Any lag time between “I’m hungry” and food sitting on a plate in front of me, ready to enter my face, increased the chances I’d reach for something off plan. And I needed to have a variety of things prepared, otherwise boredom could inspire off-plan snacking.

Probably super obvious, yes, but what I learned is how much these very important, practical details would often get glossed over in my thought process.

I’d be so focused on the desired outcome that the “how to get there” piece was decidedly more hazy, without me realizing it.

When my brain was in Outcome Mode, I’d feel excited about the end result, geeking out over how great it was going to feel to be eight weeks into the future.

But guess what? It was now, not eight weeks later…

…so unless I channeled that excitement into the present moment, I was way too up in my head and ungrounded to be very effective in the here and now.

The more I slowed down, coming back to the present, the more I gained access to an abundance of guidance: from my body, my environment, synchronous books and podcasts falling into my lap, spirit guides chiming in, etc.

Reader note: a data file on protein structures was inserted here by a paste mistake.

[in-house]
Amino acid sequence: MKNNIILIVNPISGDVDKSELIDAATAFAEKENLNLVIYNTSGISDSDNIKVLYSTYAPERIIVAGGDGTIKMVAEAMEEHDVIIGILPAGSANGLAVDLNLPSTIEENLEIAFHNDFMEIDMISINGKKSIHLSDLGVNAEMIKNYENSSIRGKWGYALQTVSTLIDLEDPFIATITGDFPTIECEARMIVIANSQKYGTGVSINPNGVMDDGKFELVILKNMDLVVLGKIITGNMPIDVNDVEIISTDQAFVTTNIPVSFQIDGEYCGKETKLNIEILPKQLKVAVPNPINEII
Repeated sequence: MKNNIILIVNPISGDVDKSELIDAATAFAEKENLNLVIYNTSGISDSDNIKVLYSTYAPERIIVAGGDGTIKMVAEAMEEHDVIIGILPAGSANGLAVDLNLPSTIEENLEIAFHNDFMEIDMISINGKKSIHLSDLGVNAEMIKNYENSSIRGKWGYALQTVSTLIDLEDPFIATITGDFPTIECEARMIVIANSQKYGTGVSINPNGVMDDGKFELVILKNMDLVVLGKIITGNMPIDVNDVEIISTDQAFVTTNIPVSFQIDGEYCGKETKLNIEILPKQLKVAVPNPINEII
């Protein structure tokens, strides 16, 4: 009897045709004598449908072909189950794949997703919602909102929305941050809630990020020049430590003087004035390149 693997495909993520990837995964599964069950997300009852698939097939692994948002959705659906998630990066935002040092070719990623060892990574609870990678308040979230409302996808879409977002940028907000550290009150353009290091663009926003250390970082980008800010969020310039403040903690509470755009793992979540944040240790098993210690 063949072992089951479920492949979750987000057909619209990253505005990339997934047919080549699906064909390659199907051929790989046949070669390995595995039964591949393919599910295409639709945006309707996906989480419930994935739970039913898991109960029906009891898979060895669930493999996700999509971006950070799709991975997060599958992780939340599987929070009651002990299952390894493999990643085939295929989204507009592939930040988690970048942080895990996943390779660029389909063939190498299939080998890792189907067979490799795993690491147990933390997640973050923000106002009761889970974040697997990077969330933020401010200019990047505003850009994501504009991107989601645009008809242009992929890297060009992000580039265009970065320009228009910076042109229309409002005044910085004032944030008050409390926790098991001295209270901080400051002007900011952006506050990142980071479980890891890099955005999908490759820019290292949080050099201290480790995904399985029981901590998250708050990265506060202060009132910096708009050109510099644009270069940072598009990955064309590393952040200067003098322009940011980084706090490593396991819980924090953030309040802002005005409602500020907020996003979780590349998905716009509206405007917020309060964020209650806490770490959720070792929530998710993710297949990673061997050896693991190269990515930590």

For instance, one afternoon during week two…

…I wondered if maybe I should sign up for a separate yoga app, in addition to Centr, the fitness app I use.

As I was scrolling through options, a little voice in my head invited me back to the present moment.

I felt a constriction in my body and a fluttery, somewhat rushed energy in my mind when I contemplated signing up for a second app, and when I moved closer to those sensations, asking what information they held for me…

…I knew, in a flash, that having to choose which app I wanted to use before working out would make it harder, not easier, to get moving.

I didn’t need that second app.

In the past, I would have jumped on the desire for more, convinced that it would get me to my goal that much faster.